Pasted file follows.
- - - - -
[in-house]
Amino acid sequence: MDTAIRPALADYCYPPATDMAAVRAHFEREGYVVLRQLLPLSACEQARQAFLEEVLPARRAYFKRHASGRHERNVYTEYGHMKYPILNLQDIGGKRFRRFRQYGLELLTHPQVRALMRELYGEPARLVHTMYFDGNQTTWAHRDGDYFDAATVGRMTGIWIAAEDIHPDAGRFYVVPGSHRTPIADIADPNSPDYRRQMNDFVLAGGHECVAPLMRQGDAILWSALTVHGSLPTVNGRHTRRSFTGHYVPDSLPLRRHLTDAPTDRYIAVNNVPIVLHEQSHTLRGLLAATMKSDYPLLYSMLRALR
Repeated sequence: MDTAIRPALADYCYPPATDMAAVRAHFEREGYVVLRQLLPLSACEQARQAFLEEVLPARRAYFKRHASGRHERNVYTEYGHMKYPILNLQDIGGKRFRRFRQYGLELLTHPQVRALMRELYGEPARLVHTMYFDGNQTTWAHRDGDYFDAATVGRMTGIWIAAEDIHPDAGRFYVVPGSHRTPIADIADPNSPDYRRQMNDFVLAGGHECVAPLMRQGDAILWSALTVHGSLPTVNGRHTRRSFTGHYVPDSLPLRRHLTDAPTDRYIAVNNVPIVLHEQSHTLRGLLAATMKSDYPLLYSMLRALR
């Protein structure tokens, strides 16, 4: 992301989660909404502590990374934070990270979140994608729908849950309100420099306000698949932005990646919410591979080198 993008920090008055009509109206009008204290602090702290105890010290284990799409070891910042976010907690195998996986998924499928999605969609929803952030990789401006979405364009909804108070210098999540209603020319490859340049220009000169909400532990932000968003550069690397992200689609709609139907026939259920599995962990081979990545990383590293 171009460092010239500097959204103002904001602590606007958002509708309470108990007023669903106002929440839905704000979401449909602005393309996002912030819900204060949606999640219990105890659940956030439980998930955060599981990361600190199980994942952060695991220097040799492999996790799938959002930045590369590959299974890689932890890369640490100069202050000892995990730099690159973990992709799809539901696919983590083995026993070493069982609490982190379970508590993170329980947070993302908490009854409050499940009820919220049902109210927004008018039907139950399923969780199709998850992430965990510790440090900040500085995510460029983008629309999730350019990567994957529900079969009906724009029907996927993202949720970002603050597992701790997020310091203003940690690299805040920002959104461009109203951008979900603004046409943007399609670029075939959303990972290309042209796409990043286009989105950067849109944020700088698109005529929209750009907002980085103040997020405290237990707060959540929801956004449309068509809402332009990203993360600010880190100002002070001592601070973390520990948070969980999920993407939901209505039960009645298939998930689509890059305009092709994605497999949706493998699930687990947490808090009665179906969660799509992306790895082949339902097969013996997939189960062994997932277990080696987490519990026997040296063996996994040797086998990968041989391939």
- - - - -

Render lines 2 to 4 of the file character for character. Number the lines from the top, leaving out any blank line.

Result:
Amino acid sequence: MDTAIRPALADYCYPPATDMAAVRAHFEREGYVVLRQLLPLSACEQARQAFLEEVLPARRAYFKRHASGRHERNVYTEYGHMKYPILNLQDIGGKRFRRFRQYGLELLTHPQVRALMRELYGEPARLVHTMYFDGNQTTWAHRDGDYFDAATVGRMTGIWIAAEDIHPDAGRFYVVPGSHRTPIADIADPNSPDYRRQMNDFVLAGGHECVAPLMRQGDAILWSALTVHGSLPTVNGRHTRRSFTGHYVPDSLPLRRHLTDAPTDRYIAVNNVPIVLHEQSHTLRGLLAATMKSDYPLLYSMLRALR
Repeated sequence: MDTAIRPALADYCYPPATDMAAVRAHFEREGYVVLRQLLPLSACEQARQAFLEEVLPARRAYFKRHASGRHERNVYTEYGHMKYPILNLQDIGGKRFRRFRQYGLELLTHPQVRALMRELYGEPARLVHTMYFDGNQTTWAHRDGDYFDAATVGRMTGIWIAAEDIHPDAGRFYVVPGSHRTPIADIADPNSPDYRRQMNDFVLAGGHECVAPLMRQGDAILWSALTVHGSLPTVNGRHTRRSFTGHYVPDSLPLRRHLTDAPTDRYIAVNNVPIVLHEQSHTLRGLLAATMKSDYPLLYSMLRALR
């Protein structure tokens, strides 16, 4: 992301989660909404502590990374934070990270979140994608729908849950309100420099306000698949932005990646919410591979080198 993008920090008055009509109206009008204290602090702290105890010290284990799409070891910042976010907690195998996986998924499928999605969609929803952030990789401006979405364009909804108070210098999540209603020319490859340049220009000169909400532990932000968003550069690397992200689609709609139907026939259920599995962990081979990545990383590293 171009460092010239500097959204103002904001602590606007958002509708309470108990007023669903106002929440839905704000979401449909602005393309996002912030819900204060949606999640219990105890659940956030439980998930955060599981990361600190199980994942952060695991220097040799492999996790799938959002930045590369590959299974890689932890890369640490100069202050000892995990730099690159973990992709799809539901696919983590083995026993070493069982609490982190379970508590993170329980947070993302908490009854409050499940009820919220049902109210927004008018039907139950399923969780199709998850992430965990510790440090900040500085995510460029983008629309999730350019990567994957529900079969009906724009029907996927993202949720970002603050597992701790997020310091203003940690690299805040920002959104461009109203951008979900603004046409943007399609670029075939959303990972290309042209796409990043286009989105950067849109944020700088698109005529929209750009907002980085103040997020405290237990707060959540929801956004449309068509809402332009990203993360600010880190100002002070001592601070973390520990948070969980999920993407939901209505039960009645298939998930689509890059305009092709994605497999949706493998699930687990947490808090009665179906969660799509992306790895082949339902097969013996997939189960062994997932277990080696987490519990026997040296063996996994040797086998990968041989391939």